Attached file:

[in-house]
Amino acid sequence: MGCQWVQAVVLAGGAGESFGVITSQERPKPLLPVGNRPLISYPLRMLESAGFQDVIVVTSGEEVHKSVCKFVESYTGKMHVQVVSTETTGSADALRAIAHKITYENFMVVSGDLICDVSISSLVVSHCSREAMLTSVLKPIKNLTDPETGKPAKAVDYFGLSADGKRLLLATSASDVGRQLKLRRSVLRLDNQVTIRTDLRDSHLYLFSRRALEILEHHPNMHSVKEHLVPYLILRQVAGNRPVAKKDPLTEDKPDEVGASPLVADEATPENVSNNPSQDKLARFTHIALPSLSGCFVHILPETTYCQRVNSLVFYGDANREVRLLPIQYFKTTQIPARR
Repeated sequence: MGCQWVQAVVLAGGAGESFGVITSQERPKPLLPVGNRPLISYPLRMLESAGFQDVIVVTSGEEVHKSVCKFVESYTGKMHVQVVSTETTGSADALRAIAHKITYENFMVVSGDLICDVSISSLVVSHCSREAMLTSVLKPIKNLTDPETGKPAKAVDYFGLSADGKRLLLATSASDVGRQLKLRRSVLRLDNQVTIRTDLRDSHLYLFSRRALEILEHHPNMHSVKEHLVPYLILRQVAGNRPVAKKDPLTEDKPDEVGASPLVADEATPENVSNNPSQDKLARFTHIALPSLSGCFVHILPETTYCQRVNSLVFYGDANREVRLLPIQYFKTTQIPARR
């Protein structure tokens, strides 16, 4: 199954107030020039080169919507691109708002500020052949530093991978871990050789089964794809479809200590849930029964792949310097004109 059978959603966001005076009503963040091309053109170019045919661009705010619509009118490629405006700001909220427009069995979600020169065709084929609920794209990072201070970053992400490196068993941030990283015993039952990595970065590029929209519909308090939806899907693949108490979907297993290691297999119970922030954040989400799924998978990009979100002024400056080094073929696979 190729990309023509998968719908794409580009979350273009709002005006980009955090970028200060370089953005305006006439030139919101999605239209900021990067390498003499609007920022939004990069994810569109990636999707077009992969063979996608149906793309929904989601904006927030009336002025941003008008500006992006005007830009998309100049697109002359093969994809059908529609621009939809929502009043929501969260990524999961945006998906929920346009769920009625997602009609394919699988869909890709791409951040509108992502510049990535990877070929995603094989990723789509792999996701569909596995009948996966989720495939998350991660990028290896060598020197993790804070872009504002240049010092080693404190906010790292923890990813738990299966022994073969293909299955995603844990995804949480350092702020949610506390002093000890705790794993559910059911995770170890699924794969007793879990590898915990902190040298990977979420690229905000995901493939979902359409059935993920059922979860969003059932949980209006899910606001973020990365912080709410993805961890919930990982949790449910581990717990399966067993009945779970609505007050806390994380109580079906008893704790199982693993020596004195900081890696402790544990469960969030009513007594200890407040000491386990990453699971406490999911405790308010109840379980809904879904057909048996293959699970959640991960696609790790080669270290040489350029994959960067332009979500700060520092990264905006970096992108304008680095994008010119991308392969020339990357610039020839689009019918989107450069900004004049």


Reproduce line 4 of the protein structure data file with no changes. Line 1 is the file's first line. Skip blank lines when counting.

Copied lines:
């Protein structure tokens, strides 16, 4: 199954107030020039080169919507691109708002500020052949530093991978871990050789089964794809479809200590849930029964792949310097004109 059978959603966001005076009503963040091309053109170019045919661009705010619509009118490629405006700001909220427009069995979600020169065709084929609920794209990072201070970053992400490196068993941030990283015993039952990595970065590029929209519909308090939806899907693949108490979907297993290691297999119970922030954040989400799924998978990009979100002024400056080094073929696979 190729990309023509998968719908794409580009979350273009709002005006980009955090970028200060370089953005305006006439030139919101999605239209900021990067390498003499609007920022939004990069994810569109990636999707077009992969063979996608149906793309929904989601904006927030009336002025941003008008500006992006005007830009998309100049697109002359093969994809059908529609621009939809929502009043929501969260990524999961945006998906929920346009769920009625997602009609394919699988869909890709791409951040509108992502510049990535990877070929995603094989990723789509792999996701569909596995009948996966989720495939998350991660990028290896060598020197993790804070872009504002240049010092080693404190906010790292923890990813738990299966022994073969293909299955995603844990995804949480350092702020949610506390002093000890705790794993559910059911995770170890699924794969007793879990590898915990902190040298990977979420690229905000995901493939979902359409059935993920059922979860969003059932949980209006899910606001973020990365912080709410993805961890919930990982949790449910581990717990399966067993009945779970609505007050806390994380109580079906008893704790199982693993020596004195900081890696402790544990469960969030009513007594200890407040000491386990990453699971406490999911405790308010109840379980809904879904057909048996293959699970959640991960696609790790080669270290040489350029994959960067332009979500700060520092990264905006970096992108304008680095994008010119991308392969020339990357610039020839689009019918989107450069900004004049």